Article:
Providing is ‘Key’

        LOVE AND RELATIONSHIPS  
12 Lessons For Loving LESSON #4 Providing is ‘Key’   Ready to get practical about choosing a partner? If so, the experts suggest you look for answers to three major questions for your due diligence process. Remember, you’ve established that the in-love feeling is already there. These questions can help you determine whether to act on that feeling: Question 1: Will Your Partner Be a Good Provider? “A good provider.” Although this phrase may seem a bit old-fashioned, as I listened to the experts, I came to respect it as an invaluable guide to evaluating a prospective partner. The ability to make a living is highly relevant today. The ability to make a living is highly relevant today. Most couples in our society need two incomes to achieve their financial goals. Therefore, men and women, alike need to ask the question: “Will the person I’m in love with be economically viable?”  As it has been forever, marriage is an economic institution in   which most people pool their finances. Your economic success   and standard of living will be connected inextricably to that of   another person. Therefore, you need to ascertain: Will my   partner be a good provider?  For this reason, the experts exhort you to look for a “hard   worker.” They believe it’s key for you to marry someone with a   strong work ethic, who takes his or her career seriously, and is   committed to career success (as he or she defines it).  Conversely, the experts pointed out the lifelong difficulties  you might encounter with a partner who has weak (or no) career goals, is uninterested in getting ahead, or simply has a distaste for hard work. Question 2: Is He or She Financially Responsible? Although important, being a good provider and earning a decent income isn’t everything. Another item to examine is your partner’s ability to handle money. And this is something you can observe closely while dating. The experts believe that conscientious money management is highly diagnostic for the relationship’s future.  In addition to a willingness to work hard and get ahead, they recommend that you asses your partner’s sense of financial responsibility.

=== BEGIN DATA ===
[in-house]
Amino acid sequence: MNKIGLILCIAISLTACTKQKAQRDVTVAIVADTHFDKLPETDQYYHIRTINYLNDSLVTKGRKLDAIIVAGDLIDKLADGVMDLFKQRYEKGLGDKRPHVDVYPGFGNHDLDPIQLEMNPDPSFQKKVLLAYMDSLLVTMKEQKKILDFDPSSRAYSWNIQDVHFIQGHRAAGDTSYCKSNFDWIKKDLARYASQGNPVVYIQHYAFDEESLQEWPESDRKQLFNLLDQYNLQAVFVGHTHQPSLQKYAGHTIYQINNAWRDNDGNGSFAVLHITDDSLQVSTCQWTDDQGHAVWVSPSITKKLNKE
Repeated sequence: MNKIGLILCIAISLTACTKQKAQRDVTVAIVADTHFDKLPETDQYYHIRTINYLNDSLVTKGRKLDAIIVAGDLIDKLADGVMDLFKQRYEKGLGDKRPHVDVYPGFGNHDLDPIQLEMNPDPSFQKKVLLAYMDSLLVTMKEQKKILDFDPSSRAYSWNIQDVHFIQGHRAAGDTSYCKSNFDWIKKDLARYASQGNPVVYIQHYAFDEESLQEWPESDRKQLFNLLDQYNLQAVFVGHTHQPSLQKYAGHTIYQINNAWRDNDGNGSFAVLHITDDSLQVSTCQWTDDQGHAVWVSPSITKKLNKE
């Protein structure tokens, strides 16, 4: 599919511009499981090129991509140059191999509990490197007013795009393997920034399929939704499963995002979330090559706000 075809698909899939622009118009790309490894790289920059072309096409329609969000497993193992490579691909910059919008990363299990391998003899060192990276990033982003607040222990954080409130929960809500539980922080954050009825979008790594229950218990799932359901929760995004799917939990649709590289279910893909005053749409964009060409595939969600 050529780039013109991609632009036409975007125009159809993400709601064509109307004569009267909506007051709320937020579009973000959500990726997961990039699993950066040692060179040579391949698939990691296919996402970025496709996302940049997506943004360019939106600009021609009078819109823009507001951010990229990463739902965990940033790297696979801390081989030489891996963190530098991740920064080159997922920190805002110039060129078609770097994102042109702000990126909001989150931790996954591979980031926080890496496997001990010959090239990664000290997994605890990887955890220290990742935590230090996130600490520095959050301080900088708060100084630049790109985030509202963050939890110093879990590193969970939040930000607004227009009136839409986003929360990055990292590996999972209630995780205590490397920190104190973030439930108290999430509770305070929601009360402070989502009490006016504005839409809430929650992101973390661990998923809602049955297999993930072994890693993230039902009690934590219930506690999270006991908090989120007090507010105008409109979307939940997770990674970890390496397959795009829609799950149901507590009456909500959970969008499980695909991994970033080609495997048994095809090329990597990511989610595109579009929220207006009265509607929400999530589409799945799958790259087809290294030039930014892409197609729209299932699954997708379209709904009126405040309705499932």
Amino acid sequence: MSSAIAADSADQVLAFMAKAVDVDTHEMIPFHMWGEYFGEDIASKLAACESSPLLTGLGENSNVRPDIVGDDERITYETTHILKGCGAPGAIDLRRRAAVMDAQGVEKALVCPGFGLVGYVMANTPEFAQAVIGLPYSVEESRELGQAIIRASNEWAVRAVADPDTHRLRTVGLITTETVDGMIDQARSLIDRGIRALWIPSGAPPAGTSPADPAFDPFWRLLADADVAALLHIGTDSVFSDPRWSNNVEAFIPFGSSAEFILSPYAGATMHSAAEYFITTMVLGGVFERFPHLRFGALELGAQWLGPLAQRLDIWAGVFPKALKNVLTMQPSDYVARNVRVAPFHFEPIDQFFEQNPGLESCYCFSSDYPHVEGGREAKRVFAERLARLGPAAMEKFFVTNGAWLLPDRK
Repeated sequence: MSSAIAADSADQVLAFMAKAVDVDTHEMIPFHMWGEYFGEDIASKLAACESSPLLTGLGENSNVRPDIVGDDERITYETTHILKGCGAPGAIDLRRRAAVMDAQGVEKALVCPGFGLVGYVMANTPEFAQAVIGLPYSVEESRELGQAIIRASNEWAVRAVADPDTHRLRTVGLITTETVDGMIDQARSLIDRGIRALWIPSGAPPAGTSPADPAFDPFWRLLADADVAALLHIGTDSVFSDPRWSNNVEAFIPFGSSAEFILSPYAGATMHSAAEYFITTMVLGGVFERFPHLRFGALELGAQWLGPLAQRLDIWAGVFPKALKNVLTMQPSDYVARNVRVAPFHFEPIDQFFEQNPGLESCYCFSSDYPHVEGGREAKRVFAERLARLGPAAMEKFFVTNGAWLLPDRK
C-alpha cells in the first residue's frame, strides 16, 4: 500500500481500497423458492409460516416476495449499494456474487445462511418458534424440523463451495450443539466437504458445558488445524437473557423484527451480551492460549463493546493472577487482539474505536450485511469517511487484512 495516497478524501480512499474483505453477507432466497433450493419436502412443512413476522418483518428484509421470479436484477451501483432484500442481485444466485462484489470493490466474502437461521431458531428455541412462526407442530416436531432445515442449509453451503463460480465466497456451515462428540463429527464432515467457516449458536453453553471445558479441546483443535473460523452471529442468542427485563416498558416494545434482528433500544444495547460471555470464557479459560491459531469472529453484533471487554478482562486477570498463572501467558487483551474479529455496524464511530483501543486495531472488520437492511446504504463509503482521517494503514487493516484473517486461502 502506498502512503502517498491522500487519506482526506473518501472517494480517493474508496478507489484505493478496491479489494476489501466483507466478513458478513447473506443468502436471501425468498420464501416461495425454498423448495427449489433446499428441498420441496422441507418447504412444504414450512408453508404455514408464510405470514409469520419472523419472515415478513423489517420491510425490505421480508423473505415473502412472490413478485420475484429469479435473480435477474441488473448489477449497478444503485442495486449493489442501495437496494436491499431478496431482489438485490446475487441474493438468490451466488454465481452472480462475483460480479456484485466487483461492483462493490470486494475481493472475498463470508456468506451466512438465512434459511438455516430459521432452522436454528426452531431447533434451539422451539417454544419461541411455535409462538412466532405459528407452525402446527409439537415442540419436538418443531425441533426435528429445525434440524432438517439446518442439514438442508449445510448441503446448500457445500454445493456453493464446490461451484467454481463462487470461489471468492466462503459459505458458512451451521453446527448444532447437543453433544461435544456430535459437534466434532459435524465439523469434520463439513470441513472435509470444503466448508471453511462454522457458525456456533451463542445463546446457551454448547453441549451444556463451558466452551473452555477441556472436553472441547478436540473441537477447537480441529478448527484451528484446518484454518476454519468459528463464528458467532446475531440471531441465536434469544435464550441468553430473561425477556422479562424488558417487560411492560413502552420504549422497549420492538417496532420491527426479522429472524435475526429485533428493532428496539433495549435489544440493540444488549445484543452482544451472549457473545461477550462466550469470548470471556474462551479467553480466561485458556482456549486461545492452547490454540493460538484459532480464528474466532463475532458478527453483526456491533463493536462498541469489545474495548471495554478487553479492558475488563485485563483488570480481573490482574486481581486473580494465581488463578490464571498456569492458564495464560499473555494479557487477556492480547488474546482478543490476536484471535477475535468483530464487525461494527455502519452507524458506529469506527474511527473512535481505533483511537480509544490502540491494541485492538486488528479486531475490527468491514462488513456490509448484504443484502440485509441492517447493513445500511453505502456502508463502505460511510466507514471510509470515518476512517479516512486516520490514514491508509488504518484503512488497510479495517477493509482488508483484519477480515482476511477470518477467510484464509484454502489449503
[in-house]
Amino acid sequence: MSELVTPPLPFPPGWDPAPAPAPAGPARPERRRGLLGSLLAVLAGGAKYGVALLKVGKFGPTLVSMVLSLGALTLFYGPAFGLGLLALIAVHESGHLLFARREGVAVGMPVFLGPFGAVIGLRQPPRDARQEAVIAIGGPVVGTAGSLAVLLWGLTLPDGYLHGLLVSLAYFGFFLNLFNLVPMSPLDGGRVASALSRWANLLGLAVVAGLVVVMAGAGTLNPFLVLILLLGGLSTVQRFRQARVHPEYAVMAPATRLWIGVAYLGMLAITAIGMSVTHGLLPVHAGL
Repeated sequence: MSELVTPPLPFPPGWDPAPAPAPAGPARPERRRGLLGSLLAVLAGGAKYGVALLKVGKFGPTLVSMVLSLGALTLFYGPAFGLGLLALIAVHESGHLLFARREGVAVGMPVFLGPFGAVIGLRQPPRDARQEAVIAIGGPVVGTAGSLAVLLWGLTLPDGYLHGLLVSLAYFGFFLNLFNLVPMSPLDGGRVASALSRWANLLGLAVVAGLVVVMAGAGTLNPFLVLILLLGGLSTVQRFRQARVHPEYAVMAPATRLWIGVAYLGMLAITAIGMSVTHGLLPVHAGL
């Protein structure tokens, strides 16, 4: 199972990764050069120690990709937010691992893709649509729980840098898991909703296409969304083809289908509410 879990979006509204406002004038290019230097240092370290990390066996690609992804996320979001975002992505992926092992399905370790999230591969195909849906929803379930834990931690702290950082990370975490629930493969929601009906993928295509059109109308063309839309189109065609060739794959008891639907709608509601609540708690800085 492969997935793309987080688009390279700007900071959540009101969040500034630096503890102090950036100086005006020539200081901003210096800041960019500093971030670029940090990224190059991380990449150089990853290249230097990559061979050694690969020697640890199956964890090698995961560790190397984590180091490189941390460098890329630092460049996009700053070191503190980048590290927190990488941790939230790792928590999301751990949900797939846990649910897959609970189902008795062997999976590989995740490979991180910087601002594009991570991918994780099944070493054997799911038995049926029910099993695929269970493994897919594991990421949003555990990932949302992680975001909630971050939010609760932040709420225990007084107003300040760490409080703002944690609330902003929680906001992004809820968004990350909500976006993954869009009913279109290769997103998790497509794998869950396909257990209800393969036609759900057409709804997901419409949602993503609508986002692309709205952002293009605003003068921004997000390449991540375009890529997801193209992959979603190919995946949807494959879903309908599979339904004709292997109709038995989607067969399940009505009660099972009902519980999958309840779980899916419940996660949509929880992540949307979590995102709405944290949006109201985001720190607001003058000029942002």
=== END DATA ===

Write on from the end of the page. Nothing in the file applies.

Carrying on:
Money may not be the ‘root of all evil,’ but it certainly is the root   cause of a lot of marital dissatisfaction. The experts remind us   that marriage means that you will be financially dependent on   each other. If you are like most couples, you will merge your   bank accounts and make major financial decisions jointly.   Further, in marriage you will become responsible for each   other’s  debts. In a nutshell, you will be truly wedded to your   partner’s financial attitudes and behaviors, which will affect   your life as much as his or hers.    If the behaviors are risky or reckless, the experts want you to think carefully about committing. Question 3: Will He or She Be a Good Person? When people are in the early stages of a relationship, parenthood seems remote and is not likely to come up for intensive discussion. Raising that topic can be threatening; it implies a level of seriousness that can make one or both partners say, “Don’t go there.”
However, before you make a serious commitment to another person,   the experts argue that you should do your best to evaluate your partner   not only as a lover and companion, but as a future parent.  The place to start may be obvious: Does your partner actually want to   have children? The experts say this issue is far from obvious. It needs   to be carefully discussed, because it is one on which partners make   assumptions like this: “Of course, he/she wants to have a family, who   doesn’t?”  But as Karla Burnett, seventy-six, points out; couples should suggest   discussing the number of children you would like to have: It’s important   you have the same general philosophies about wanting children or not   wanting children. You need to know about details: you know, If you   want a big family, if you want a small family.  The conversation between parties should be, (Her) “I’d like to have   three, how about you?” And he says, “Well, maybe two or whatever.”   This can help you decide.